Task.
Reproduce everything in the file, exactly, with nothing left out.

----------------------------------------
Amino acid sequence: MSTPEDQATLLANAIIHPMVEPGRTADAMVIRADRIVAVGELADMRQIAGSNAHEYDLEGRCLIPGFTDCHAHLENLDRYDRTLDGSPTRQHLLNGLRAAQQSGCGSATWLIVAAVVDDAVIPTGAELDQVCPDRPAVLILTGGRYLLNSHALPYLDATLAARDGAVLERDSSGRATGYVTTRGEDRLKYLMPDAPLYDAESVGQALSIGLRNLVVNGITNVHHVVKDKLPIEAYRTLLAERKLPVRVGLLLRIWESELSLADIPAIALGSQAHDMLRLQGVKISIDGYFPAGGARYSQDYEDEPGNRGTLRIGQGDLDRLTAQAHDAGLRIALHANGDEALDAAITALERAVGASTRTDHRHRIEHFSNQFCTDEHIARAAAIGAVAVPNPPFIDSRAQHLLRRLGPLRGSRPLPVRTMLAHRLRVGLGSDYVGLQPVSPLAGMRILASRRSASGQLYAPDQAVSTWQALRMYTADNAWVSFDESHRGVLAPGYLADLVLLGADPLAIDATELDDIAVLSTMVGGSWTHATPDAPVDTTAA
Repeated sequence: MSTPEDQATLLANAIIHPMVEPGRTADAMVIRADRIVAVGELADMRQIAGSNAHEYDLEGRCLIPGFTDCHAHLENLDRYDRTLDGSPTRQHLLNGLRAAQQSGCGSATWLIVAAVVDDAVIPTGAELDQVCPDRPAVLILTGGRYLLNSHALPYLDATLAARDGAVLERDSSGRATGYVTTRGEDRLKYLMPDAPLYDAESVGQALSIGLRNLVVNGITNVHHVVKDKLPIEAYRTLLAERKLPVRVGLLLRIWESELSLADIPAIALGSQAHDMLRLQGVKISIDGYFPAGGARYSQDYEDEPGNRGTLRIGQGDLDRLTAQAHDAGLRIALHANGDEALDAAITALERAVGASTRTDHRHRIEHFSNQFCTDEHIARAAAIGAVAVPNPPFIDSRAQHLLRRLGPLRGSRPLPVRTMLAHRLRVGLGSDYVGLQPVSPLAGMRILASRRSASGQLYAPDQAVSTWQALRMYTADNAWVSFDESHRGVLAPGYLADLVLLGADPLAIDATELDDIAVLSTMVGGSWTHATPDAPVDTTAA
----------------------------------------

Amino acid sequence: MSTPEDQATLLANAIIHPMVEPGRTADAMVIRADRIVAVGELADMRQIAGSNAHEYDLEGRCLIPGFTDCHAHLENLDRYDRTLDGSPTRQHLLNGLRAAQQSGCGSATWLIVAAVVDDAVIPTGAELDQVCPDRPAVLILTGGRYLLNSHALPYLDATLAARDGAVLERDSSGRATGYVTTRGEDRLKYLMPDAPLYDAESVGQALSIGLRNLVVNGITNVHHVVKDKLPIEAYRTLLAERKLPVRVGLLLRIWESELSLADIPAIALGSQAHDMLRLQGVKISIDGYFPAGGARYSQDYEDEPGNRGTLRIGQGDLDRLTAQAHDAGLRIALHANGDEALDAAITALERAVGASTRTDHRHRIEHFSNQFCTDEHIARAAAIGAVAVPNPPFIDSRAQHLLRRLGPLRGSRPLPVRTMLAHRLRVGLGSDYVGLQPVSPLAGMRILASRRSASGQLYAPDQAVSTWQALRMYTADNAWVSFDESHRGVLAPGYLADLVLLGADPLAIDATELDDIAVLSTMVGGSWTHATPDAPVDTTAA
Repeated sequence: MSTPEDQATLLANAIIHPMVEPGRTADAMVIRADRIVAVGELADMRQIAGSNAHEYDLEGRCLIPGFTDCHAHLENLDRYDRTLDGSPTRQHLLNGLRAAQQSGCGSATWLIVAAVVDDAVIPTGAELDQVCPDRPAVLILTGGRYLLNSHALPYLDATLAARDGAVLERDSSGRATGYVTTRGEDRLKYLMPDAPLYDAESVGQALSIGLRNLVVNGITNVHHVVKDKLPIEAYRTLLAERKLPVRVGLLLRIWESELSLADIPAIALGSQAHDMLRLQGVKISIDGYFPAGGARYSQDYEDEPGNRGTLRIGQGDLDRLTAQAHDAGLRIALHANGDEALDAAITALERAVGASTRTDHRHRIEHFSNQFCTDEHIARAAAIGAVAVPNPPFIDSRAQHLLRRLGPLRGSRPLPVRTMLAHRLRVGLGSDYVGLQPVSPLAGMRILASRRSASGQLYAPDQAVSTWQALRMYTADNAWVSFDESHRGVLAPGYLADLVLLGADPLAIDATELDDIAVLSTMVGGSWTHATPDAPVDTTAA